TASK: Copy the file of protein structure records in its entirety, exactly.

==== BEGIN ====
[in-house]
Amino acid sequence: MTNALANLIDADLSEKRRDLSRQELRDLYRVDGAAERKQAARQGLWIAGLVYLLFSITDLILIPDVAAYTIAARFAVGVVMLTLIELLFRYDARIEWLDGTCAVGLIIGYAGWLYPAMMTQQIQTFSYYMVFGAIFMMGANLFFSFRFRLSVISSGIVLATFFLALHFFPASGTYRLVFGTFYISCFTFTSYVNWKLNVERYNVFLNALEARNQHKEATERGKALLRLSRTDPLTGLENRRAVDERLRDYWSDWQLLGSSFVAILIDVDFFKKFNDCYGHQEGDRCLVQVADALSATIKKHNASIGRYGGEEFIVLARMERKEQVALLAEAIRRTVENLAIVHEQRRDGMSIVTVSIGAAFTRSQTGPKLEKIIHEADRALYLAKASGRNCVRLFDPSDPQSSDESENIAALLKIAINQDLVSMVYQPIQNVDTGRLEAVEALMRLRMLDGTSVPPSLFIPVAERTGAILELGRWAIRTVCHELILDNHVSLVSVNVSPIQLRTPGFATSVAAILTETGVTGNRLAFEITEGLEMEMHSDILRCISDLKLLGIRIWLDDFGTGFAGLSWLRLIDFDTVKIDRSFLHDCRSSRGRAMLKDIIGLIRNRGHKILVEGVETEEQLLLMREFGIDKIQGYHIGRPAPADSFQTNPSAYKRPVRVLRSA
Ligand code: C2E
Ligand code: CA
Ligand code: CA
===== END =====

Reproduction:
[in-house]
Amino acid sequence: MTNALANLIDADLSEKRRDLSRQELRDLYRVDGAAERKQAARQGLWIAGLVYLLFSITDLILIPDVAAYTIAARFAVGVVMLTLIELLFRYDARIEWLDGTCAVGLIIGYAGWLYPAMMTQQIQTFSYYMVFGAIFMMGANLFFSFRFRLSVISSGIVLATFFLALHFFPASGTYRLVFGTFYISCFTFTSYVNWKLNVERYNVFLNALEARNQHKEATERGKALLRLSRTDPLTGLENRRAVDERLRDYWSDWQLLGSSFVAILIDVDFFKKFNDCYGHQEGDRCLVQVADALSATIKKHNASIGRYGGEEFIVLARMERKEQVALLAEAIRRTVENLAIVHEQRRDGMSIVTVSIGAAFTRSQTGPKLEKIIHEADRALYLAKASGRNCVRLFDPSDPQSSDESENIAALLKIAINQDLVSMVYQPIQNVDTGRLEAVEALMRLRMLDGTSVPPSLFIPVAERTGAILELGRWAIRTVCHELILDNHVSLVSVNVSPIQLRTPGFATSVAAILTETGVTGNRLAFEITEGLEMEMHSDILRCISDLKLLGIRIWLDDFGTGFAGLSWLRLIDFDTVKIDRSFLHDCRSSRGRAMLKDIIGLIRNRGHKILVEGVETEEQLLLMREFGIDKIQGYHIGRPAPADSFQTNPSAYKRPVRVLRSA
Ligand code: C2E
Ligand code: CA
Ligand code: CA